Epilogue: A Memoir

Epilogue: A Memoir

by Anne Roiphe
3.8 7

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Overview

Epilogue: A Memoir by Anne Roiphe

From Anne Roiphe, the critically acclaimed author of Fruitful, comes the New York Times bestselling Epilogue, a beautiful memoir about death, life, and widowhood. Roiphe explores what happened when, at age 70, she lost her husband of 40 years. Moving between heartbreaking memories of her marriage and the pressing needs of a new day-to-day routine, Epilogue takes readers on her journey into the unknown world of life after love.

Product Details

ISBN-13: 9780061871214
Publisher: HarperCollins Publishers
Publication date: 10/13/2009
Sold by: HARPERCOLLINS
Format: NOOK Book
Pages: 224
Sales rank: 742,208
File size: 425 KB

About the Author

Anne Roiphe's seventeen books include Fruitful, a finalist for the National Book Award. She has written for the New York Times, the New York Observer, Vogue, Elle, Redbook, Parents, and The Guardian, and is a contributing editor to the Jerusalem Report. She lives in New York City.

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Epilogue 3.9 out of 5 based on 0 ratings. 7 reviews.
Anonymous More than 1 year ago
Anonymous More than 1 year ago
Epilogue a Memoir by Anne Roiphe does not only describe the lost of her beloved Husband H, but the difficulties she has faced through out all her life. With each issue she had countered, whether it was going through the lost of her mother to her divorce in her first marriage, she had the courage to let her pain out gracefully then let her adversities get to her character. One major theme in this book is the wisdom of growing older. Anne learned that with each challenge that was brought to her in life, the challenge made her stronger. Another theme would be love. Anne had the fear that if she could never love again. That she might not be able to find someone to complete her like H did, that she was destined to be a "loveless corpse" for the rest of her life. Her daughters encourage her to go on a dating website to see if she can maybe find someone who can keep her entwine with her like H did. Anne agrees, and goes through many trials of emails of men who don't just comfort her, but teach her new lessons about herself. The writing metaphors and similes in this book were justly enjoyable. The reader truthfully feels that your right their having a heart to heart connection with her on the lessons of life. Their were some grammar issues that I did not like such as using and repeatedly when you easily can use colons to separate the list for use of and. Through out the book though, the reader will get use to the improper grammar usage and be exhilarated for her fluent vocabulary. Similar works the reader might take pleasure in reading is Tuesday's with Morrie by Mitch Ablom. This book has a similar theme of having a thoughtful loving connection to the main character (Morrie) and his powerful outlooks on life. This is a book for someone who is fond of writers that engrave within their heart.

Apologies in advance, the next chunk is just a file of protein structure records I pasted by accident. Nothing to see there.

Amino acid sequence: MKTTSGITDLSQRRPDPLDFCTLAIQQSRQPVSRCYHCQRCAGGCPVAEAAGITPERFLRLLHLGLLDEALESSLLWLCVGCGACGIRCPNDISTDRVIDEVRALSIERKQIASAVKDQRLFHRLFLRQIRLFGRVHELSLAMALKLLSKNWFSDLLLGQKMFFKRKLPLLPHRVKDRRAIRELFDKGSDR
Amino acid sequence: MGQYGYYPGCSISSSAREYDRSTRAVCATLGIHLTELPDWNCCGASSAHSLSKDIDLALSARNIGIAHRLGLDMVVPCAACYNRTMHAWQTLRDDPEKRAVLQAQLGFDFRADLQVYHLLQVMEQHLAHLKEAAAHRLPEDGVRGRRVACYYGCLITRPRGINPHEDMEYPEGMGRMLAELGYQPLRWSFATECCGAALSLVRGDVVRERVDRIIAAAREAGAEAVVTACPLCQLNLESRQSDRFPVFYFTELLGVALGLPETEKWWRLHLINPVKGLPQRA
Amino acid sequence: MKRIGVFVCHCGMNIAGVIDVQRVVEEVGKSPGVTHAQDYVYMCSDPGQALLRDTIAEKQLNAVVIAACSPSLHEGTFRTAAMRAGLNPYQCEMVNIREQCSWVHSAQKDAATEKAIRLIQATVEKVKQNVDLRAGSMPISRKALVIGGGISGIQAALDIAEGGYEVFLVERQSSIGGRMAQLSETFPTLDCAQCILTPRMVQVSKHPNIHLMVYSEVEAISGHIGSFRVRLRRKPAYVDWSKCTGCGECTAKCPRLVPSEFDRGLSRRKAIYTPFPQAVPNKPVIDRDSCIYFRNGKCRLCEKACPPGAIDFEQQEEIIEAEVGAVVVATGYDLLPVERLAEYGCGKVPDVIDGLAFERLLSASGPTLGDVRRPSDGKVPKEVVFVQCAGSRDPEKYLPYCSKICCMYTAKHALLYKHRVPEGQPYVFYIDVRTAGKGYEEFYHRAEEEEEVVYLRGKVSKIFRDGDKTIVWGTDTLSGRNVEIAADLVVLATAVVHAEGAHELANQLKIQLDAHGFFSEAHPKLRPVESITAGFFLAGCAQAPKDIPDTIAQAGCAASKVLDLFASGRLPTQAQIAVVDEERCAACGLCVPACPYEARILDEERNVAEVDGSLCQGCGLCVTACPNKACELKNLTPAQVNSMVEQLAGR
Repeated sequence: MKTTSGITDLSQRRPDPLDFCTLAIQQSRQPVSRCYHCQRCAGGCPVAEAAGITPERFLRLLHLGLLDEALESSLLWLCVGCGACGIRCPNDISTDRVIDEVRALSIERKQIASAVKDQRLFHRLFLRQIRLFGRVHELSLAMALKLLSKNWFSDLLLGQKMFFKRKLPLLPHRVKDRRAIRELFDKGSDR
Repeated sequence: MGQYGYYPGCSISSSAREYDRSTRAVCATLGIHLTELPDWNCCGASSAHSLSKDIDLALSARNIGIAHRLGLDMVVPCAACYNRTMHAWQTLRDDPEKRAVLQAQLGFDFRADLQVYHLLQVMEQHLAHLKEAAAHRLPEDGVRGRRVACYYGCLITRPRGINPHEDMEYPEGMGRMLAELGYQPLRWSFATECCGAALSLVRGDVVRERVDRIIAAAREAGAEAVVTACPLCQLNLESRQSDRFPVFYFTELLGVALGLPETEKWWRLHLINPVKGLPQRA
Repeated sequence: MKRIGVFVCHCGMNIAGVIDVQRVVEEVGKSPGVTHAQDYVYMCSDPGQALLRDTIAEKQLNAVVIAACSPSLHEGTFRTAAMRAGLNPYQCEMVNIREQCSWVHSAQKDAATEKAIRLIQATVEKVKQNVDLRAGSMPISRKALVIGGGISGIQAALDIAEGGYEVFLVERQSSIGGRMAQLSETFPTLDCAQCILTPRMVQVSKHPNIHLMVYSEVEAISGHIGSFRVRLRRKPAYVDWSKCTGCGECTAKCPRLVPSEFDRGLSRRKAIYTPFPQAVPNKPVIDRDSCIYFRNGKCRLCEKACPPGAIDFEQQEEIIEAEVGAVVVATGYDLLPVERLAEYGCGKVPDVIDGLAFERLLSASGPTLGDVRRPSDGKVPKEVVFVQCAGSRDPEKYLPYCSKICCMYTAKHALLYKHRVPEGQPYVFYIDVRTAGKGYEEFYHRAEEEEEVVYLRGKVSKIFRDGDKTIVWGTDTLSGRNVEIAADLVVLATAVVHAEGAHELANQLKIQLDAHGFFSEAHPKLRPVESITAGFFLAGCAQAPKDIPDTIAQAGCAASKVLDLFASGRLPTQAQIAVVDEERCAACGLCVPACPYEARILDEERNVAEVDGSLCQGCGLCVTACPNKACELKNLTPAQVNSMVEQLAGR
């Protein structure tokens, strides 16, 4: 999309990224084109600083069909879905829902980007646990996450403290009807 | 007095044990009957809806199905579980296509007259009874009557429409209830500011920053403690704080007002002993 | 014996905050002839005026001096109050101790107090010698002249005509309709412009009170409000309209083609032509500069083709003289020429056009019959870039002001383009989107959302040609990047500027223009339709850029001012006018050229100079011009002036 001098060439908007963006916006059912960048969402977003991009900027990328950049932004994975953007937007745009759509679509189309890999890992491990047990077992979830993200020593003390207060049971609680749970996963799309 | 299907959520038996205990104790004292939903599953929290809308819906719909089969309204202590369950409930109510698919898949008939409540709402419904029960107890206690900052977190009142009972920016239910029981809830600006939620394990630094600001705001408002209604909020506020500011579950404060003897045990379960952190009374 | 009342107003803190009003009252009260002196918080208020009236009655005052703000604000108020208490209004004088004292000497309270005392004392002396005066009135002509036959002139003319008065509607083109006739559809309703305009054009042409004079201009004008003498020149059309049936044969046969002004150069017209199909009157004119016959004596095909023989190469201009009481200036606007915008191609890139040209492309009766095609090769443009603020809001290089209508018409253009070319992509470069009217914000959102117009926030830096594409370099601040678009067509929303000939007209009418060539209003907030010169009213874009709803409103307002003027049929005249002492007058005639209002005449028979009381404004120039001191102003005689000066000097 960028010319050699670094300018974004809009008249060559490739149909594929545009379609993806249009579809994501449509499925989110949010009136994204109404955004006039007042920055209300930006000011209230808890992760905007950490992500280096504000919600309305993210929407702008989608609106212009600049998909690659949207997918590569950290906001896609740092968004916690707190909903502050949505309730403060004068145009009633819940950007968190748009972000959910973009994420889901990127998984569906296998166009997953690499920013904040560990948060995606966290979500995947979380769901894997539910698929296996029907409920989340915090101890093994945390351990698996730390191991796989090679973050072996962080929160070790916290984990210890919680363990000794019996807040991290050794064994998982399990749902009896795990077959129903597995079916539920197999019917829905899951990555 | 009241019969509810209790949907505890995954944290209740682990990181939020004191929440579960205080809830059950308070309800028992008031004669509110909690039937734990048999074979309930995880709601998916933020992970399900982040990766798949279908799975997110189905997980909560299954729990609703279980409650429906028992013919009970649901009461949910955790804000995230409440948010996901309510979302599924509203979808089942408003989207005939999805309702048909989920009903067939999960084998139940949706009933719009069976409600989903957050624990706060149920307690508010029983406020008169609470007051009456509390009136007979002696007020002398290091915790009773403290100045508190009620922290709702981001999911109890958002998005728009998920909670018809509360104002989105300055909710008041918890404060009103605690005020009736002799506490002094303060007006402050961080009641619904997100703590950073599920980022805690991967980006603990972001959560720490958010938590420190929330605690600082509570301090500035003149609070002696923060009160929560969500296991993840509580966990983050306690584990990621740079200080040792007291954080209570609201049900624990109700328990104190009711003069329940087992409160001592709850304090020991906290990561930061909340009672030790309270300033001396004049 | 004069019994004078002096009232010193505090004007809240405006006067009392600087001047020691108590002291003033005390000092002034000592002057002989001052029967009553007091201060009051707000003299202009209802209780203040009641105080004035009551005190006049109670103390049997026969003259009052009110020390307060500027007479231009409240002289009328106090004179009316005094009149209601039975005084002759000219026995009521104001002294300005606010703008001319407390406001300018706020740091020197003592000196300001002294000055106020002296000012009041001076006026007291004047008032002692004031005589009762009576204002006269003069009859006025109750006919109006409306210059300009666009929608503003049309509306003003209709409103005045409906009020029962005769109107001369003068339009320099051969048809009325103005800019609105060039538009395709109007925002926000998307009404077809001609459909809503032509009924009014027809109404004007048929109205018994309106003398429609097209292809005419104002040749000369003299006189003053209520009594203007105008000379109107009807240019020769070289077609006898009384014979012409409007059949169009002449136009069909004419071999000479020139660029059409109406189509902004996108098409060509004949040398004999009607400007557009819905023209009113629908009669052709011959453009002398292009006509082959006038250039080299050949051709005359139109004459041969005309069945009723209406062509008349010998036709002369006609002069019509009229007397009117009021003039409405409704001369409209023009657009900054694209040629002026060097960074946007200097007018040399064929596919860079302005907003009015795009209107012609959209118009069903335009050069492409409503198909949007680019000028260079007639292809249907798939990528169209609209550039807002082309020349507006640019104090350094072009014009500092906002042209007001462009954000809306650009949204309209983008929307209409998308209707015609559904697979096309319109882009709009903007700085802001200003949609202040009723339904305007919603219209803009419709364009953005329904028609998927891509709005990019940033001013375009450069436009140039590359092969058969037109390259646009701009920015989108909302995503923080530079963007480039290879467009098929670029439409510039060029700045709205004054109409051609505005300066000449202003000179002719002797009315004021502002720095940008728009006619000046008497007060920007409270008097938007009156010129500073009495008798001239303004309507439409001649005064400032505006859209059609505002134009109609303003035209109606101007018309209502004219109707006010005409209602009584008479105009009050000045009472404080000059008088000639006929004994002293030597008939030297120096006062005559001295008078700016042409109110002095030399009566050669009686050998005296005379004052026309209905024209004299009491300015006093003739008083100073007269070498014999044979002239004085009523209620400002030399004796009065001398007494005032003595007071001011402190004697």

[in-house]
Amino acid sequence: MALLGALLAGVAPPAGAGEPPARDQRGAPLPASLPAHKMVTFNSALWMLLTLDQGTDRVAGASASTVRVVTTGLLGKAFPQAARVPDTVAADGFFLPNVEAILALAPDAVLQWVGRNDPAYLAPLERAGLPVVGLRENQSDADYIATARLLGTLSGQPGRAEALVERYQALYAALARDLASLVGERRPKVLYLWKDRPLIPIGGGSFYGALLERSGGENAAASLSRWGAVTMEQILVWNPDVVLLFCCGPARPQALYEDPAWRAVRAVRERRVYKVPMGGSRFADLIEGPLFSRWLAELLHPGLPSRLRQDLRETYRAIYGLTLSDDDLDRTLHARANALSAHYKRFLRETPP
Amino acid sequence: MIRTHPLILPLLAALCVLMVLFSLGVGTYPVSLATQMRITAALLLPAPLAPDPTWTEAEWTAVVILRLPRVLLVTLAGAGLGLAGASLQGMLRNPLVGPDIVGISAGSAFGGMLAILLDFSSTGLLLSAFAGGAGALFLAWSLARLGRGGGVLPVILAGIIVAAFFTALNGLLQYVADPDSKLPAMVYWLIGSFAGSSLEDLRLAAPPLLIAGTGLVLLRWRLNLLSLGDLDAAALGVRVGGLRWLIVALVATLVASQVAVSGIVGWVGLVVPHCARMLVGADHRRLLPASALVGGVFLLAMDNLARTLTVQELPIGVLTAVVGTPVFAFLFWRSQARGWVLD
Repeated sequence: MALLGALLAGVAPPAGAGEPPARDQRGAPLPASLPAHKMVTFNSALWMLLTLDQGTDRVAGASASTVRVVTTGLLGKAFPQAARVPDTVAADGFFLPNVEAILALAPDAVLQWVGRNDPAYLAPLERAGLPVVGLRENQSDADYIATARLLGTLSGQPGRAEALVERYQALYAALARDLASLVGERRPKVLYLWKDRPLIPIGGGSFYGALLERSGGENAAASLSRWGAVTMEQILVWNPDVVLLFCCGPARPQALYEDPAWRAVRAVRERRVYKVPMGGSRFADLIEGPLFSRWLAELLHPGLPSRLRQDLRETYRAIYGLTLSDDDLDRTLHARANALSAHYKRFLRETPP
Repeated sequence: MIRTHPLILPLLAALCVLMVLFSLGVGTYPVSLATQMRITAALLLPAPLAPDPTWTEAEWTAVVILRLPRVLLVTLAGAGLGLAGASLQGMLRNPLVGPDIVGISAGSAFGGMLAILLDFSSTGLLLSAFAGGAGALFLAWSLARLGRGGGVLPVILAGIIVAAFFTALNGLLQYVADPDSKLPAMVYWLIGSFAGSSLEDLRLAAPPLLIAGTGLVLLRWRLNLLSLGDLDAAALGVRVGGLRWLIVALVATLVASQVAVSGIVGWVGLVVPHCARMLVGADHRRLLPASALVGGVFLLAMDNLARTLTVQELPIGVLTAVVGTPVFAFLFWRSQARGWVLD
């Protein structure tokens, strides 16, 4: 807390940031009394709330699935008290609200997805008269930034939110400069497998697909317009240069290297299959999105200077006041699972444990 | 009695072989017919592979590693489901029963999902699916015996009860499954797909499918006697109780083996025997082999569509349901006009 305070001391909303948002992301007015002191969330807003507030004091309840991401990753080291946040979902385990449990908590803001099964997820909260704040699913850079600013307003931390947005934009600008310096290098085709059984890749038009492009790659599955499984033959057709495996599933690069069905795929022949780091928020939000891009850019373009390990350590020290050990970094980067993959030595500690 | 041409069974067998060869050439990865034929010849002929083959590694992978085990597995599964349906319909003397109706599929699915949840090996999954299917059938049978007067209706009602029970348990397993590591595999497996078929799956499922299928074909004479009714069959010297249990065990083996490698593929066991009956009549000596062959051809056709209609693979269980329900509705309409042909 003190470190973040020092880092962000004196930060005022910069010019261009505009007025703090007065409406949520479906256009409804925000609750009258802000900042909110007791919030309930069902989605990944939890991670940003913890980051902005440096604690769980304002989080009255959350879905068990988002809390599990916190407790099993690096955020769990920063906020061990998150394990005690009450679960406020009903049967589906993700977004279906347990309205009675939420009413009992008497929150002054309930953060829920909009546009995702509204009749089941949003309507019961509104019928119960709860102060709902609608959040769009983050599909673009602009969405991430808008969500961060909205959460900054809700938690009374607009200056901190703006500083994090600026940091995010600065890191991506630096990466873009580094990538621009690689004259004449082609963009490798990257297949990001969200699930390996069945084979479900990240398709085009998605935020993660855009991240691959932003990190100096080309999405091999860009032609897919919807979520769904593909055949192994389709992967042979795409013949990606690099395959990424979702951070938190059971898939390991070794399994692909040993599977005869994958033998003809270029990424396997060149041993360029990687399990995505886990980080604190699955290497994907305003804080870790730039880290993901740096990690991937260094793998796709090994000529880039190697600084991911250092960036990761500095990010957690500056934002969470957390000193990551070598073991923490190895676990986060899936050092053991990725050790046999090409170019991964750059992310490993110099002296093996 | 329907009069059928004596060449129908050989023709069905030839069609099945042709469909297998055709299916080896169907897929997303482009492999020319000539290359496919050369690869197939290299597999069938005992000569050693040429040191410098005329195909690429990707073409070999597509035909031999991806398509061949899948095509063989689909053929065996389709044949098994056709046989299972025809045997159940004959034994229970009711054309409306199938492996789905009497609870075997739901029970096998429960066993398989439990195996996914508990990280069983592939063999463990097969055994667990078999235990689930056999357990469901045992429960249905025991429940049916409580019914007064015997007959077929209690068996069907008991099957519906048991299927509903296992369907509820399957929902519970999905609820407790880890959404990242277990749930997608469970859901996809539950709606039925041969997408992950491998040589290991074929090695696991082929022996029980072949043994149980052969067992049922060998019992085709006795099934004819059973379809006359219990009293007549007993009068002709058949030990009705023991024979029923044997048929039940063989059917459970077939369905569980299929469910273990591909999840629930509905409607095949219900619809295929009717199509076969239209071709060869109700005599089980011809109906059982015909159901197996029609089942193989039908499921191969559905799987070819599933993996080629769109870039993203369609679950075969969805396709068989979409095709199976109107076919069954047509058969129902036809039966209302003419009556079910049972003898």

Anonymous More than 1 year ago
I thought the book was well written. It was sensitive and covered so many subjects. I would recommend this book for anyone suffering a loss, or for those who are friends with those who are going through grief to experience a better understanding. It had many highs, and many lows, but I appreciated both as a necessary part of the process. The author is a sensitive, caring individual, but not in any way dramatic or depressing in her writing. It is all from the heart, and I loved the book and have since purchased it for a few friends.
Anonymous More than 1 year ago
Anonymous More than 1 year ago
This is a book I hesitated to pick up because the topic is one of my fears - the feelings of a woman whose husband has died after many years of a close relationship. I read it because I had read and enjoyed other books by this author. The book is honest, beautifully written. I lost myself in this book, and that doesn't often happen. Thank you to the author for writing this book.
Anonymous More than 1 year ago
Guest More than 1 year ago
Anne Roiphe had been married to H for 39 years when he died, suddenly, of a heartattack. The author, in her 60¿s, expects to live many more years. But how, after 39 years of marriage, do you start to build a life without your beloved husband? Anne picks up where Joan Didion in ¿Year of Magical Thinking¿ left off. ¿Epilogue¿ explores how she began to rejoin the living, even when she didn¿t want to. Her daughters, convinced she needs another husband, put a personal ad in the New York Times Book Review seeking a mate for her. Her subsequent adventures in dating are sometimes hilarious and sometimes heartbreaking, but always honest. In the end, Anne discovers that a new man may not be what she needs at all. I thought this was an absolutely groundbreaking book! Many women are widowed at a time when they can expect to live many years beyond their spouse. Anne gives us a glimpse of what life is like for these women and the unique emotional and practical issues they face. I appreciated her dedication to honesty, even when it showed her in a less then favorable light. Many of her dating stories provided much needed comic relief. In the end, this is a story of a woman who learns that she is stronger then she ever knew. I listened to the audio version of this book and Lorna Raver¿s narration fits the memoir perfectly. I especially loved her querulous response to friends her tell her to dye her hair ¿I don¿t want to.¿ Unless, of course, she can dye it purple!